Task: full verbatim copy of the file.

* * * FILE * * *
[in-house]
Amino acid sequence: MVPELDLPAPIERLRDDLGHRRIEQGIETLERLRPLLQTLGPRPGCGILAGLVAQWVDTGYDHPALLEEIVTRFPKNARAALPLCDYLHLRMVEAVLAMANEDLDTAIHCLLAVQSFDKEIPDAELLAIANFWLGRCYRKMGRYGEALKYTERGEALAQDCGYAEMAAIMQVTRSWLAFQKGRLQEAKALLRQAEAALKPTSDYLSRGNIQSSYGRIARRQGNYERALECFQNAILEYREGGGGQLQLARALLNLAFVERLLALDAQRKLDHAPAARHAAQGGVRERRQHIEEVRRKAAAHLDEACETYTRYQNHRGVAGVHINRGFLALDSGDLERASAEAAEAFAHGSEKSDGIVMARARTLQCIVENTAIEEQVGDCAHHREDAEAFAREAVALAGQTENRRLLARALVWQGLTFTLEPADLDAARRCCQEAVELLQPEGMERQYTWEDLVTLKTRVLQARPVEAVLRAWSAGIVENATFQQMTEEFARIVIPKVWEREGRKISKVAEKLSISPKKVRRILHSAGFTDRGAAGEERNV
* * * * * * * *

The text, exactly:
[in-house]
Amino acid sequence: MVPELDLPAPIERLRDDLGHRRIEQGIETLERLRPLLQTLGPRPGCGILAGLVAQWVDTGYDHPALLEEIVTRFPKNARAALPLCDYLHLRMVEAVLAMANEDLDTAIHCLLAVQSFDKEIPDAELLAIANFWLGRCYRKMGRYGEALKYTERGEALAQDCGYAEMAAIMQVTRSWLAFQKGRLQEAKALLRQAEAALKPTSDYLSRGNIQSSYGRIARRQGNYERALECFQNAILEYREGGGGQLQLARALLNLAFVERLLALDAQRKLDHAPAARHAAQGGVRERRQHIEEVRRKAAAHLDEACETYTRYQNHRGVAGVHINRGFLALDSGDLERASAEAAEAFAHGSEKSDGIVMARARTLQCIVENTAIEEQVGDCAHHREDAEAFAREAVALAGQTENRRLLARALVWQGLTFTLEPADLDAARRCCQEAVELLQPEGMERQYTWEDLVTLKTRVLQARPVEAVLRAWSAGIVENATFQQMTEEFARIVIPKVWEREGRKISKVAEKLSISPKKVRRILHSAGFTDRGAAGEERNV